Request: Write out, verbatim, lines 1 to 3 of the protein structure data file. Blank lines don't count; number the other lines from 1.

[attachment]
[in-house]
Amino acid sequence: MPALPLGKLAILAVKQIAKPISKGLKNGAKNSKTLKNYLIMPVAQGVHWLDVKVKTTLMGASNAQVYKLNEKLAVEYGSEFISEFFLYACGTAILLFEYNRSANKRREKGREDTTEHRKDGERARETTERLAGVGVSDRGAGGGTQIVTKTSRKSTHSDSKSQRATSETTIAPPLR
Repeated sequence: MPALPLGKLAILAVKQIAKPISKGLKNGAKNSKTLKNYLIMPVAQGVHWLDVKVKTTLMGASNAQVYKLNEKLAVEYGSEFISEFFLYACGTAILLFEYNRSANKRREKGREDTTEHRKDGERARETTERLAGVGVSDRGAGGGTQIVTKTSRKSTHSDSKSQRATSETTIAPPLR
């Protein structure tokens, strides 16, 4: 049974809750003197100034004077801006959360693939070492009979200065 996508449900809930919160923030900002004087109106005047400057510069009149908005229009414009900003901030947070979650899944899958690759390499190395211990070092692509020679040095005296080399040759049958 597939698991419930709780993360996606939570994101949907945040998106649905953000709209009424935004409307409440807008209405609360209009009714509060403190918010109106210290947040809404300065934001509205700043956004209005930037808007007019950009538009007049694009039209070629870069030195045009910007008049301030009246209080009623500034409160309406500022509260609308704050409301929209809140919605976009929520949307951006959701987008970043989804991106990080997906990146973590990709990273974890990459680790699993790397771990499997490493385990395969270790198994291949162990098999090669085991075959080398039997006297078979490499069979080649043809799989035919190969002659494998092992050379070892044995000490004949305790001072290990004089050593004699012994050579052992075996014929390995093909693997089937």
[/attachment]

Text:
[in-house]
Amino acid sequence: MPALPLGKLAILAVKQIAKPISKGLKNGAKNSKTLKNYLIMPVAQGVHWLDVKVKTTLMGASNAQVYKLNEKLAVEYGSEFISEFFLYACGTAILLFEYNRSANKRREKGREDTTEHRKDGERARETTERLAGVGVSDRGAGGGTQIVTKTSRKSTHSDSKSQRATSETTIAPPLR
Repeated sequence: MPALPLGKLAILAVKQIAKPISKGLKNGAKNSKTLKNYLIMPVAQGVHWLDVKVKTTLMGASNAQVYKLNEKLAVEYGSEFISEFFLYACGTAILLFEYNRSANKRREKGREDTTEHRKDGERARETTERLAGVGVSDRGAGGGTQIVTKTSRKSTHSDSKSQRATSETTIAPPLR